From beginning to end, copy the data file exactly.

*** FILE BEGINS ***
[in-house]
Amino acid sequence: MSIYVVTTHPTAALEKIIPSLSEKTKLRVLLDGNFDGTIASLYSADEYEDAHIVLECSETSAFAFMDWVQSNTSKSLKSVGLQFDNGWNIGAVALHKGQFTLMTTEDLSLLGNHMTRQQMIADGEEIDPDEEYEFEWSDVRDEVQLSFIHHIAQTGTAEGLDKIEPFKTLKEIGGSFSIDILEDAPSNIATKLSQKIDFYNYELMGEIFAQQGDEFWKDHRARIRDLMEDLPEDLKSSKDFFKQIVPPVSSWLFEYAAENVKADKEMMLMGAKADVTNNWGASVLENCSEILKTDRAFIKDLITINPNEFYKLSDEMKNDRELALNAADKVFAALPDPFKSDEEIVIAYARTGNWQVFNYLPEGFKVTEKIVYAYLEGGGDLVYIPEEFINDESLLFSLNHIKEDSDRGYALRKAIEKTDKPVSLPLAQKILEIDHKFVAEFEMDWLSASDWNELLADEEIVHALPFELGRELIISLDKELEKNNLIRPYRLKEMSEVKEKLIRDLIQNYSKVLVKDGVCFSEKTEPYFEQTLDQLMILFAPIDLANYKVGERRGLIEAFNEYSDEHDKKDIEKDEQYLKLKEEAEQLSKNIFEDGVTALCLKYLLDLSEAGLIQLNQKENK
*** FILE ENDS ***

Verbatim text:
[in-house]
Amino acid sequence: MSIYVVTTHPTAALEKIIPSLSEKTKLRVLLDGNFDGTIASLYSADEYEDAHIVLECSETSAFAFMDWVQSNTSKSLKSVGLQFDNGWNIGAVALHKGQFTLMTTEDLSLLGNHMTRQQMIADGEEIDPDEEYEFEWSDVRDEVQLSFIHHIAQTGTAEGLDKIEPFKTLKEIGGSFSIDILEDAPSNIATKLSQKIDFYNYELMGEIFAQQGDEFWKDHRARIRDLMEDLPEDLKSSKDFFKQIVPPVSSWLFEYAAENVKADKEMMLMGAKADVTNNWGASVLENCSEILKTDRAFIKDLITINPNEFYKLSDEMKNDRELALNAADKVFAALPDPFKSDEEIVIAYARTGNWQVFNYLPEGFKVTEKIVYAYLEGGGDLVYIPEEFINDESLLFSLNHIKEDSDRGYALRKAIEKTDKPVSLPLAQKILEIDHKFVAEFEMDWLSASDWNELLADEEIVHALPFELGRELIISLDKELEKNNLIRPYRLKEMSEVKEKLIRDLIQNYSKVLVKDGVCFSEKTEPYFEQTLDQLMILFAPIDLANYKVGERRGLIEAFNEYSDEHDKKDIEKDEQYLKLKEEAEQLSKNIFEDGVTALCLKYLLDLSEAGLIQLNQKENK